I remember long ago when I was first I was notified by my manager that I was to attend a meeting with HR to discuss mentoring.
I went in thinking, “Great! I could really use a mentor. I am new here, and this is a big company. A mentor could help me learn about other parts of the company and help me build my network.”
I was stunned in dis-belief when I got to the meeting and realized that they were asking me to BE a mentor.
At this point in my career I had no idea what I had to offer as a mentor. In fact, I was pretty nervous.
You DO have something to offer
So I got assigned my first mentee. I literally had no idea what I was doing, so I asked her some questions about herself and her work, and I shared some stories about things that I did.
I was amazed when she came back and said, “Thank you so much, I did what you said and it really worked!”
I thought, “What did I say?!”
She told me about a story I had shared, and how she implemented an idea from that story. I was fascinated. And lo and behold. I was a good mentor. Even without knowing a thing about mentoring!
You know useful stuff!
The things you already know seem obvious to YOU.
So you don’t think they are valuable or impressive. They don’t seem fascinating or important — precisely because you already know them!
But the things you know are indeed fascinating and important to all the people who don’t know what you know!
You don’t have to know how to be a mentor, you can just start.
No matter where you are in your career you can be a mentor to someone.
There is someone who can benefit from what you know. And they will do better from having the encouragement of someone who thinks them worthy of investing in.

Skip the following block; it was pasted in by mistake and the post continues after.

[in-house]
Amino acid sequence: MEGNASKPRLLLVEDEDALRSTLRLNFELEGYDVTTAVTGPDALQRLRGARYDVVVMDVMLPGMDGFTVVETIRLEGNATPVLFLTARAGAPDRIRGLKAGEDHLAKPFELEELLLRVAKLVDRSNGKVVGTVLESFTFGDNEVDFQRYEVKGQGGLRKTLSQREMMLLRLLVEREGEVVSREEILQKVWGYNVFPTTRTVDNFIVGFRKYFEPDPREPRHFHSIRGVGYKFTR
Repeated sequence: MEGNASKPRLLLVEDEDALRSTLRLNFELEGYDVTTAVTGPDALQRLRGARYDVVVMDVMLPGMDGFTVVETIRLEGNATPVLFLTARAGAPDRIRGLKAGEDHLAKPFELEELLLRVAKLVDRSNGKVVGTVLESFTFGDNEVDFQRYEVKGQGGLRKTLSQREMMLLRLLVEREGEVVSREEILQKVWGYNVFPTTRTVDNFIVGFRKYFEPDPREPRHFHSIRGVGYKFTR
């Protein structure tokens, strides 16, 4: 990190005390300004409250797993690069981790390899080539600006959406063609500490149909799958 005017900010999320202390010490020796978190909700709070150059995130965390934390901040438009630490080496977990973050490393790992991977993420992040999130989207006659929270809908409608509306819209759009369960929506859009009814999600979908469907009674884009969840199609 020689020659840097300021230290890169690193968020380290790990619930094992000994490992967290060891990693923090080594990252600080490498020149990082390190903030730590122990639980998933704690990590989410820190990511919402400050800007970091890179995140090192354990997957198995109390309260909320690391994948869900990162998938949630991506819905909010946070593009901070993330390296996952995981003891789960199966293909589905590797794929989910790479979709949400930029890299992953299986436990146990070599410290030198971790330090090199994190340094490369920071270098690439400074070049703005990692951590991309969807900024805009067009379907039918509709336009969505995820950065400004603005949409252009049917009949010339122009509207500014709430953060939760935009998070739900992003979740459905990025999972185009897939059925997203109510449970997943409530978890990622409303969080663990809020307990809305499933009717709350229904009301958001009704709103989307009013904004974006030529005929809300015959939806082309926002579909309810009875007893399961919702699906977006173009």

Specific things you say and do as a mentor
1. Just talk. You don’t need an agenda or a plan. There is great magic to be found in unstructured conversation.
2. Ask them, “How did you get here? What happened in your life that resulted in your sitting here now?” They’ll talk about their experiences, their values, their decisions, what they found hard and easy, their roadblocks and their accomplishments.
This will expose a very rich vein of things to talk about and potentially help with.
3. Ask them do define what they want out of the mentoring and how they would like to approach it. I found that some people like to just talk, and others want a lot of structure. If you are not sure how you want to go about being a mentor, ask the person you are mentoring for their thoughts.
4. Say to them, “For our next meeting, think about 2 things that you are struggling with that you don’t feel comfortable asking anyone about. I’ll be happy to talk about those things with you”.
5. Just be generous with listening and look for opportunities to have interesting conversations. You can’t go wrong!
What do you think?
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Patty Azzarello is an executive, best-selling author, speaker and CEO/Business Advisor.
She became the youngest general manager at HP at the age of 33, ran a billion dollar software business at 35 and became a CEO for the first time at 38 (all without turning into a self-centered, miserable jerk)